The graptolites in brown siltstone were obtained from rocks of Ordovician age and contain a species known as Leptograptus flaccidus (you do not have to remember species names). The graptolites in black shale were collected from rocks formed during the Silurian Period.


Question d

d.   Based on their appearance, are these fossils of colonial organisms or of solitary organisms? Explain your reasoning.

E. Sample GRFLG-1: Graptolites

These samples can be handled but please do not touch the surfaces where fossils are present.

These graptolite fossils show more clearly the separation between individuals in the colonies. Make sure you can see these features.



Question e

e.   What is the phylum and class for the graptolites found in Sample GRFLG-1?


F. Sample FJA1: Large Rock Sample With Graptolites

These samples can be handled but please do not touch the surfaces where fossils are present.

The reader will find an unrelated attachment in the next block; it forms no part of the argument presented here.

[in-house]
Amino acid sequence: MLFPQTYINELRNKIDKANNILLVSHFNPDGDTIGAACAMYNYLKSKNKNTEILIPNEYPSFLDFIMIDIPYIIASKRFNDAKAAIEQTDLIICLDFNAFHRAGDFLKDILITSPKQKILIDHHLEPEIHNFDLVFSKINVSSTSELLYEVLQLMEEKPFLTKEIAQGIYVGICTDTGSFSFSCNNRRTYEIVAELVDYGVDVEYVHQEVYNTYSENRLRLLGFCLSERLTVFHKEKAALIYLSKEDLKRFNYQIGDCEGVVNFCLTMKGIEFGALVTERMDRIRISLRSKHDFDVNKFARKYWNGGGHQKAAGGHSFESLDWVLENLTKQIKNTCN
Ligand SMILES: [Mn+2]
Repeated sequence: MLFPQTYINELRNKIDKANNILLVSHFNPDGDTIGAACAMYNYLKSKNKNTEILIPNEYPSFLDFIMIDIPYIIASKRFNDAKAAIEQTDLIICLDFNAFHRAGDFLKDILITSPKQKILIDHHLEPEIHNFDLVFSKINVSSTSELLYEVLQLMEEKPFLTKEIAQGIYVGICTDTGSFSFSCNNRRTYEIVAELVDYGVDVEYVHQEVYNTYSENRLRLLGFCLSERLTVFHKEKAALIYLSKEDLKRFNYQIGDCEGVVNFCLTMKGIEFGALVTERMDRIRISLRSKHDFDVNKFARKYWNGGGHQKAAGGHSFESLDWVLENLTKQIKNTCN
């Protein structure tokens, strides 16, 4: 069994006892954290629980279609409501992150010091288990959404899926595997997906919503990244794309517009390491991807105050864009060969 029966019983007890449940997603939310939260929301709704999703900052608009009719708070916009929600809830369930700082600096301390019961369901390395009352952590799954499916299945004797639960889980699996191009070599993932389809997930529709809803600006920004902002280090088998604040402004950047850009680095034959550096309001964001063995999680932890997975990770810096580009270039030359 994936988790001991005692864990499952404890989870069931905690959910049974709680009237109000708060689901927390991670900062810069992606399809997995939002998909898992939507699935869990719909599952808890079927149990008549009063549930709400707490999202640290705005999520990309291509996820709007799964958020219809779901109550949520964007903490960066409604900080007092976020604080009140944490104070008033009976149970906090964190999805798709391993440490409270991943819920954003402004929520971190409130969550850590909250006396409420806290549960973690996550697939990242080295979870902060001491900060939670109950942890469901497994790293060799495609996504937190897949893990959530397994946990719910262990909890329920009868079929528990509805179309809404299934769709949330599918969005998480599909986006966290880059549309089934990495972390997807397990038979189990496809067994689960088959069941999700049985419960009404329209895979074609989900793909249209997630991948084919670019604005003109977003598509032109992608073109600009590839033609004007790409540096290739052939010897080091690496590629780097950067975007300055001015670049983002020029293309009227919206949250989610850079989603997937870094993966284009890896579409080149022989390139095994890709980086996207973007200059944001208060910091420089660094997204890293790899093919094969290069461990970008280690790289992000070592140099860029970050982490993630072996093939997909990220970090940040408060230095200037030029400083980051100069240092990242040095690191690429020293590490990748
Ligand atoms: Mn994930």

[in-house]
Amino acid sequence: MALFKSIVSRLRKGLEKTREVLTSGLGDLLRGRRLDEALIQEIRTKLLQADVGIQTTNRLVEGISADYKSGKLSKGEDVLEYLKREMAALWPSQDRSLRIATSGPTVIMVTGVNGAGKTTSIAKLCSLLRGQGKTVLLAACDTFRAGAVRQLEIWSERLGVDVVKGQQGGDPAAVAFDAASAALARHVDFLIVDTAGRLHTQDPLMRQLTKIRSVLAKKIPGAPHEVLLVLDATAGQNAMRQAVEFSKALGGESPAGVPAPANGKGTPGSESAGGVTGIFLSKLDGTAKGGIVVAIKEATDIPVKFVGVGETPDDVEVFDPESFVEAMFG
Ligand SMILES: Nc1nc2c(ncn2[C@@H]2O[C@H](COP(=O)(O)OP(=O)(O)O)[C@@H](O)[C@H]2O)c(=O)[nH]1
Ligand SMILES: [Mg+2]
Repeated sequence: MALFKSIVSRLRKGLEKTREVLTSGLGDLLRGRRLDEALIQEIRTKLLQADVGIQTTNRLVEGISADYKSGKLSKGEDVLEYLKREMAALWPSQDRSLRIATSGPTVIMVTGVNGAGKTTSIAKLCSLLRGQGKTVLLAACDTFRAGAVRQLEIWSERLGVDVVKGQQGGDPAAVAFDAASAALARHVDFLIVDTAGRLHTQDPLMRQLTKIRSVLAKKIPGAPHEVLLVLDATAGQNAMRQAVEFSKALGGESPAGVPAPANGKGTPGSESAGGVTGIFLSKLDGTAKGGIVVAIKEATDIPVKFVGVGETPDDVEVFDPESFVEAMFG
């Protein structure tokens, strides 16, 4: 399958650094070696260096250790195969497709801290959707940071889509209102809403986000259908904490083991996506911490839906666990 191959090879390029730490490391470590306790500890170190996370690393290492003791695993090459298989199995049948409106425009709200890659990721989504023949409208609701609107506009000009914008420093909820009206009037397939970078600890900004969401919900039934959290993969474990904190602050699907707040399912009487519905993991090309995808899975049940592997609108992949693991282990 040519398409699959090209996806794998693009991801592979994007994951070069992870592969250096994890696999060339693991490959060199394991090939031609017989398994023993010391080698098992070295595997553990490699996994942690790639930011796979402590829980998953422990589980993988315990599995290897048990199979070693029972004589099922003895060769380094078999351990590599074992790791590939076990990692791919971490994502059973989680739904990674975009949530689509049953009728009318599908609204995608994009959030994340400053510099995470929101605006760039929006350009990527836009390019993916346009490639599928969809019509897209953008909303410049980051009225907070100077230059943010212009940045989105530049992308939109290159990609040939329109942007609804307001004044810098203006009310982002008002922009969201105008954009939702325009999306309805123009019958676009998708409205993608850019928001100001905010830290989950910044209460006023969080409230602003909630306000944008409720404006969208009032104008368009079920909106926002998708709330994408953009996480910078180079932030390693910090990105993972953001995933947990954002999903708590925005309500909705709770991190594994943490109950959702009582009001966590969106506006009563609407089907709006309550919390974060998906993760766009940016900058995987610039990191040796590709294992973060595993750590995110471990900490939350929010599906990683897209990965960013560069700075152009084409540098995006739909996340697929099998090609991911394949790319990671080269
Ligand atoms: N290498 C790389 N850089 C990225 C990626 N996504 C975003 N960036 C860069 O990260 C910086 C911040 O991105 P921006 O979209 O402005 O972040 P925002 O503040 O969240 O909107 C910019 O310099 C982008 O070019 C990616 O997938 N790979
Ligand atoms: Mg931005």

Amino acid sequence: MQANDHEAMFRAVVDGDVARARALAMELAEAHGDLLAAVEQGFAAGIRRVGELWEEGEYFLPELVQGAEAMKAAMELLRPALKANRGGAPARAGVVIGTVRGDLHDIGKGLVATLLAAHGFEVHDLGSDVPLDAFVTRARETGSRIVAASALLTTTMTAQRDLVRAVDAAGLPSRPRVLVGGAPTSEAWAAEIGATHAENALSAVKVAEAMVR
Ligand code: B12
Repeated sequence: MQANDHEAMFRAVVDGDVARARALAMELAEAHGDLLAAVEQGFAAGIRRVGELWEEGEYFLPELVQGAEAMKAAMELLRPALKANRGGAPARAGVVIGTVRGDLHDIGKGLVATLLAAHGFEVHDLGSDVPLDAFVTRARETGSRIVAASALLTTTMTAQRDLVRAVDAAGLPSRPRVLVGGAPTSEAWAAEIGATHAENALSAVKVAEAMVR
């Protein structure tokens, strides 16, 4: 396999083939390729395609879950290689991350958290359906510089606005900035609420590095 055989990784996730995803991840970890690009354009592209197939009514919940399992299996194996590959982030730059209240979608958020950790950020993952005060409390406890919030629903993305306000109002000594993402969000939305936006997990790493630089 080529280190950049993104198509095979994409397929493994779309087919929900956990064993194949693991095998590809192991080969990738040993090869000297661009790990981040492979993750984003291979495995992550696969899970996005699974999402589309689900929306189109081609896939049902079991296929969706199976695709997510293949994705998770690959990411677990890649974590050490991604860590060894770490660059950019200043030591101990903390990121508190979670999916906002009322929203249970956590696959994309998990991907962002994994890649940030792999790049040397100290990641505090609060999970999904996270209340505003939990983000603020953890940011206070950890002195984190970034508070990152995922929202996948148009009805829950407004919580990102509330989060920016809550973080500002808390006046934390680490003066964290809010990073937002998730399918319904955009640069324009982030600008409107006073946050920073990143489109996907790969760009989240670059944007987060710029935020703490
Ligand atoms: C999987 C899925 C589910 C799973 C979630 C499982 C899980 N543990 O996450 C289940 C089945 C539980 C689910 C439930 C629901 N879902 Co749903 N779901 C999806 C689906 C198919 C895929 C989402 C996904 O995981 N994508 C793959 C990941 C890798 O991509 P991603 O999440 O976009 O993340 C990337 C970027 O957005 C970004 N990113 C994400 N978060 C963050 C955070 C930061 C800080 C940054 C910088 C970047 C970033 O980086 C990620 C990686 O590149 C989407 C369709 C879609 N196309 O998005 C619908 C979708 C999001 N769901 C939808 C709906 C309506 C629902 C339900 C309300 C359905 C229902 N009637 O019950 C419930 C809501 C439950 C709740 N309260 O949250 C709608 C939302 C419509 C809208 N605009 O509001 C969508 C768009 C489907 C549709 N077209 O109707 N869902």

These graptolite fossils show more clearly the separation between individuals in the colonies. Make sure you can see these features.



Questions f & g

f.   What types of preservation occurred with the graptolites? Explain your reasoning.

g.   Compare the different Sample 18 specimens with GRFLG-1, FJA1, and the GIGAmacro graptolites from Lab 5 (shown below). When you zoom in, you will observe the serrated or uneven edges of some these colonies. Draw an example colony showing these features which you can use as a study guide for Class Graptolithina.